If we look at the viewing data and award nominations they are among the best content ever recorded for the big and small screen in this decade. In the 2015. Golden Globe awards Netflix and Amazon received more nominations that the top four broadcast networks combined. Creativity is thriving thanks to data driven companies.

The question being asked is not if Amazon’s and Netflixes of this world are using data to make creative decisions. They are doing it. The question is how and to what extent. The answer is – to great extent. From the birth of the audio and visual media the main source of power was control of how content was created and how it was distrusted. People who could control those two things were in driving seat.

In most of the cases media industry veterans would sit in a room and make predictions on what movies and shows should be greenlighted and how would they appeal to the target demographic. Then the most appropriate slot for screening on a certain network would be chosen. Technology has shifted the source of power from the film and cable shows executives to the tech crowd.

Netflix decided to greenlight shows like Stranger Things and House of Cards not by sheer numbers of possible fans of various components of the future shows, be it an actor, director, theme, subject or something else. They knew precisely who those people were and thus could target and promote content based on their individual characteristic and high probability they would actually like the show.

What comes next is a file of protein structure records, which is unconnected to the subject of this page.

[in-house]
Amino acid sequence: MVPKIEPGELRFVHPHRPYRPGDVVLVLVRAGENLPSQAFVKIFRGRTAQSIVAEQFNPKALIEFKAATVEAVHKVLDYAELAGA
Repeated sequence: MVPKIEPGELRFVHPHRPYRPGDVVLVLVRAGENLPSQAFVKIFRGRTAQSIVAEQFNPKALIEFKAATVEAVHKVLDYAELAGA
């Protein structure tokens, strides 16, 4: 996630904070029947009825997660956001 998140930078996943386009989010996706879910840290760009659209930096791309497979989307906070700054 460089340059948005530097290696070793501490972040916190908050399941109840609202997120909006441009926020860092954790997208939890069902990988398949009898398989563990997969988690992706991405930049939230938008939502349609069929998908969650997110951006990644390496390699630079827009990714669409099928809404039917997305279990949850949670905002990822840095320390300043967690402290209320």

This leads us to conclusion that today the most important thing to control is audience attention. Attention span is getting shorter and shorter, and to win the attention of the audience we must have relevant data that will help us in shaping the message. The power lies in the hands of the organizations who can gain access to the data that manages people’s attention and the platforms and tools that are collecting and analysing that data. Without it creatives would simple don’t work.


Giving data back to the people

I think we can all agree on the fact that that is the fuel for creative thought. However, that data will soon be much less accessible than it is now, at least in EU. The reason for this is of course privacy issues.

Basically, us Europeans are pissed off at the Americans aka Facebook and Google which have become so powerful by feeding on our data that they now have enough money to influence Washington and they are not afraid to pay huge amount of both legal fees and penalties. More than 90% of Europeans said they want the same data protection rights in the EU, regardless of the fact where their data is processed. This is of course aimed at big tech companies in US. Proposed solution for this problem is the already conservative EU GDPR (General Data Protection Regulation), Europe’s new framework for data protection laws that replaces two decades old data protection directive. GDPR will come into effect in May 2018, too soon for many. This will completely change the way business handle data, how data is collected, stored and handled with. In short, every person will have much more control over how their personal data is used and for what purposes. The idea is to force every organization to manipulate with personal data transparently, whilst being 100% clear why certain personal information is being collected. Organizations will be obliged to gain approval from individuals whose data it is stored.